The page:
Plant Profile ~ Dandelion, A Useful Homestead Plant
AKA, “blowball, cankerwort, doon-head-clock, witch’s gowan, milk witch, lion’s-tooth, yellow-gowan, Irish daisy, monks-head, priest’s-crown and puff-ball, faceclock, pee-a-bed, wet-a-bed, swine’s snout, white endive, and wild endive.”
The dandelion (Taraxacum) is a common plant native to Eurasia and North and South America. The leaves are 5–25 cm long and form a rosette above its substantial tap root. Flower heads are singular on a hollow stem, that when broken exudes a milky colored form of latex. Rosettes can produce multiple flowering stems. Seed heads resemble “snowballs” and the seeds are dispersed through the air. Its English name Dandelion comes from the French “dent de lion” which means “Lion’s Teeth” (referring to the jagged edged leaves). Common dandelion is a ruderal species and one of the first to colonize disturbed lands. . Although most North American suburbanites view the dandelion as a weed, it is a very useful plant. Below we will examine the many ways that homesteaders can utilize this wonderful little plant.
An Edible Plant
Dandelions have been used for food since before recorded history. They are a nutrient dense plant, high in vitamins A, C and K, and a good source of calcium, potassium, iron and manganese. The leaves can be eaten raw or cooked. They are best harvested early when the leaves are young and tender. More mature leaves may be bitter and blanching can remove the bitter flavor. The roots can be consumed and ground. Roasted roots may be used as a caffeine-free coffee substitute. The English used this coffee substitute during the second World War when coffee was in short supply.
Wine and Jelly
Dandelion flowers can be used to make a wine that is highly prized in the rural areas of the United States. Here is a good recipe for making dandelion wine. The flowers can also be used to make a very attractive jelly in the spring. You can find out how to make it here.
Dandelions have a long history as a medicinal plant. The roots are the primary part of the plant used for medicine. In old Europe, it was cultivated for its roots and they were harvested in the second year of growth. According to The Rodale Herb Book, the roots were used as a diuretic, laxative, herpatic, antisorbutic, sialagogue, aperient, and stomachic. The Chinese regarded it as a blood cleanser, tonic, and digestive aid. It was also used as a poultice for snake bites. It’s use as a diuretic shows up in the common names for dandelion used throughout history. For example, the English folk name for dandelion was “piss-a-bed”.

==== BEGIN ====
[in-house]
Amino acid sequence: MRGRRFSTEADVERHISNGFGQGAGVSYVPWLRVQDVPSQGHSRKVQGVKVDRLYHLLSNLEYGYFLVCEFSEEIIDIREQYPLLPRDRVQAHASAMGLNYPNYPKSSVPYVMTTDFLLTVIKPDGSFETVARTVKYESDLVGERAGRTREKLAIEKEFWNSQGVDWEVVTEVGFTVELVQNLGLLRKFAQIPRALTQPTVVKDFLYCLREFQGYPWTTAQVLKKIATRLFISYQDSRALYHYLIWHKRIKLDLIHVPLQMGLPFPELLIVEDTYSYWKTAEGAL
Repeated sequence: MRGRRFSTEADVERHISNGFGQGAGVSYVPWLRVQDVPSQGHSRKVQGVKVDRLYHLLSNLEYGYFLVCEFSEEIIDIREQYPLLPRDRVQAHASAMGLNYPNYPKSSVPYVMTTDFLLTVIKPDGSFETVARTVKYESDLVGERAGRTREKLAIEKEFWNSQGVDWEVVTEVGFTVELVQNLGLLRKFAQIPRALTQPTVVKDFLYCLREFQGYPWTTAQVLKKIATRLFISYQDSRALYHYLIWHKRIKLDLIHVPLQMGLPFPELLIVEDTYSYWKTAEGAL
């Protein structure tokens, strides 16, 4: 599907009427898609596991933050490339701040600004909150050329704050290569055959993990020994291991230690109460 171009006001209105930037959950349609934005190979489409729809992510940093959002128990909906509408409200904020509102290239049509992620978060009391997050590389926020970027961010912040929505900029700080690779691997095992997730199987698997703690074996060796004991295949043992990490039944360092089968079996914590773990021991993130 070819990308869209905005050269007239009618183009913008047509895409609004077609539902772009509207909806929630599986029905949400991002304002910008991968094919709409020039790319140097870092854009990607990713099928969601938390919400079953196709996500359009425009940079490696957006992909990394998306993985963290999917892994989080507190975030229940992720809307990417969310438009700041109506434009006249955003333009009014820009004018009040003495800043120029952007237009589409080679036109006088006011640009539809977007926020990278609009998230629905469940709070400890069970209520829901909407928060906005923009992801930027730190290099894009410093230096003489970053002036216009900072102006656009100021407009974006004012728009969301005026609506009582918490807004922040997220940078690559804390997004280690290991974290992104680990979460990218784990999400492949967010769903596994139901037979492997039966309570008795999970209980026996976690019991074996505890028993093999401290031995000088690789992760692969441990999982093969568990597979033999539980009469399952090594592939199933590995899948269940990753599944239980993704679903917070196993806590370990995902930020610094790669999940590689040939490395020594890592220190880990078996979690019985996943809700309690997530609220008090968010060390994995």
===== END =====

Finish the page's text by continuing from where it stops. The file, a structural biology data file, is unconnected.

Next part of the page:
A Dye Plant
Dandelions are great source of natural dye material. Both the leaves and flowers can be used to make yellow and greenish yellow dyes. They are best used fresh and a mordant is recommended. Use equal parts of plant material to fiber to be dyed. Dandelion is best for use on animal fibers. For more information see the book Wild Color.
Dandelions are one of the most important pollen sources for honey bees in the cold climate areas. Dandelions are one of the very first plants to flower and provide overwintered bees with much needed food to raise new brood in the spring. I have spent many hours watching them haul in loads of yellow pollen to their hives in late April and early May.
Beneficial Garden Plant
Dandelions have a deep tap root that brings up many nutrients and minerals from the sub-soil. It also attracts pollinators and produces ethylene gas which helps fruit to ripen. Dandelions are one of nature’s “secret weapons” to combat soil compaction. For this reason, it grows in highly compacted suburban yards, trying to break up the soil with its tap root and bring up nutrients that are deficient in the top soil. Sadly, the suburban lawn owners repay this fine little worker by poisoning it.
Although not a “homestead use”, another interesting use of the dandelion is that of rubber production. The plants secrete a milky latex liquid when broken open, but wild plants produce a very small quantity of it. A group in Germany has developed a cultivated variety that is suitable for commercial latex production. The rubber is said to be of equal quality to that of rubber from rubber trees.
As you can see, the dandelion is far from “just a weed”. If you’ve never used this wonderful little plant, I hope you will in the future.
You can find more North Country Farmer plant profiles here
2 thoughts on “Plant Profile ~ Dandelion, A Useful Homestead Plant”
Then, of course, there is the most common and obvious use in Salads!
I collect dandelion leaves from fields in my area in the spring. We put them in salads (along with broadleaf plantain), saute them like spinach, and add them to juice recipes. We freeze some as space allows for later use. It’s a free source of food and medicine that everyone should learn to use.